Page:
Chicago Skyscrapers, 1871-1934

Chicago Skyscrapers, 1871-1934
Thomas Leslie
University of Illinois Press, 2013

Hardcover | 10-1/4 x 10-1/4 inches | 264 pages | 160 illustrations | English | ISBN: 9780252037542 | $39.95


For more than a century, Chicago's skyline has included some of the world's most distinctive and inspiring buildings. This history of the Windy City's skyscrapers begins in the key period of reconstruction after the Great Fire of 1871 and concludes in 1934 with the onset of the Great Depression, which brought architectural progress to a standstill. During this time, such iconic landmarks as the Chicago Tribune Tower, the Wrigley Building, the Marshall Field and Company Building, the Chicago Stock Exchange, the Palmolive Building, and many others rose to impressive new heights, thanks to innovations in building methods and materials. Solid, earthbound edifices of iron, brick, and stone made way for towers of steel and plate glass, imparting a striking new look to Chicago's growing urban landscape.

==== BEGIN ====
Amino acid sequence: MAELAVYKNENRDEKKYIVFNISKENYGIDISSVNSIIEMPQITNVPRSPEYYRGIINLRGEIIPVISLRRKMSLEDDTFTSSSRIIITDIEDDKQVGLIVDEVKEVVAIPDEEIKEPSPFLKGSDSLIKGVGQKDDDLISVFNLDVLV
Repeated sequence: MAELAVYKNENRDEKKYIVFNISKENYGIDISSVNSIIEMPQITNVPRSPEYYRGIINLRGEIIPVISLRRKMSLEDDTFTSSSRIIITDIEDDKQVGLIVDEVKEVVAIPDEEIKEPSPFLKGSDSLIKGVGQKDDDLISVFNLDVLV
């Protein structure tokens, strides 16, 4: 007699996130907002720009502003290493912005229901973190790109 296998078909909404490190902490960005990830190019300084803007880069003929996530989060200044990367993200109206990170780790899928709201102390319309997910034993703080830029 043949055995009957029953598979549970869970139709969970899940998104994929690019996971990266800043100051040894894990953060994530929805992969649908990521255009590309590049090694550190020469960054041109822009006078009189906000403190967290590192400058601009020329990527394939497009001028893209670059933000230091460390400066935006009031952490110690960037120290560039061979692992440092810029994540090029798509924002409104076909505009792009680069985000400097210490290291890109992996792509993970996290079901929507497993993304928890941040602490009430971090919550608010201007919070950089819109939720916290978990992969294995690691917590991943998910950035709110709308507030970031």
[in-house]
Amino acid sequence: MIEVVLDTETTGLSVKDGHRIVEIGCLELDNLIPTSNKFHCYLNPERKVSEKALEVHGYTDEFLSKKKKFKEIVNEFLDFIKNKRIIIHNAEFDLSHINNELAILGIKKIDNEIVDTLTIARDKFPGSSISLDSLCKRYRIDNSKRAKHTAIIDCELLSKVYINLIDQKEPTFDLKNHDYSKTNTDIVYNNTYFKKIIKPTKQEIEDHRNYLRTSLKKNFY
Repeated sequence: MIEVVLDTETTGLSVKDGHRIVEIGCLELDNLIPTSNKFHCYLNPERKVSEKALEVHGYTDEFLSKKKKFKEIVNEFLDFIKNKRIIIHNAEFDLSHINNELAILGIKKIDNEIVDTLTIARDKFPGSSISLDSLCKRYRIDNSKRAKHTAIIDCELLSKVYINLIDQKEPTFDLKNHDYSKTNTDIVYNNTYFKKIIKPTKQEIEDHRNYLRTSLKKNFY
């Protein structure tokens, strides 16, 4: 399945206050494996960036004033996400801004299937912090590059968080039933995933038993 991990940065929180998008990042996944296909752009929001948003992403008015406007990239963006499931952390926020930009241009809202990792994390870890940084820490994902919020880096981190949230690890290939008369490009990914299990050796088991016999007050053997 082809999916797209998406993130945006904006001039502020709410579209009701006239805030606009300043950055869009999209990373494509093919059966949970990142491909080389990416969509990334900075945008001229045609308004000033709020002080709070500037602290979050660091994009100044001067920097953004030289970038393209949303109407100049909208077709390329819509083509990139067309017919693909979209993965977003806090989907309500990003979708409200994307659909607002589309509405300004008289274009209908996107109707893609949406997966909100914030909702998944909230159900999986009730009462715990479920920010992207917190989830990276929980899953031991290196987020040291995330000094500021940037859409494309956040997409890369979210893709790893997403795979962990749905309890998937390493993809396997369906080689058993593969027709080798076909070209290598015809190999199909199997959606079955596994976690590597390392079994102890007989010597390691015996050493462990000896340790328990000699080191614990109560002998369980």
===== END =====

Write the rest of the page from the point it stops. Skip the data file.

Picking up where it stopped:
Thomas Leslie reveals the daily struggles, technical breakthroughs, and negotiations that produced these magnificent buildings. The book includes detailed analyses of how foundation materials, framing structures, and electric lighting developed throughout the years, showing how the skeletal frames of the Rookery, Ludington, and Leiter Buildings led to the braced frames of the Masonic Temple and Schiller Building and eventually to the concealed frames of the City Opera, Merchandise Mart, and other Chicago landmarks. Leslie also considers how the city's infamous political climate contributed to its architecture, as building and zoning codes were often disputed by shifting networks of rivals, labor unions, professional organizations, and municipal bodies.

Featuring more than a hundred photographs and illustrations of the city's physically impressive and beautifully diverse architecture, Chicago Skyscrapers, 1871–1934 shows how during these decades, Chicago's architects, engineers, and builders learned from one another's successes and failures to create an exceptionally dynamic, energetic period of architectural progress.

Thomas Leslie, AIA, is the Pickard Chilton Professor of Architecture at Iowa State University and the author of Louis I. Kahn: Building Art, Building Science.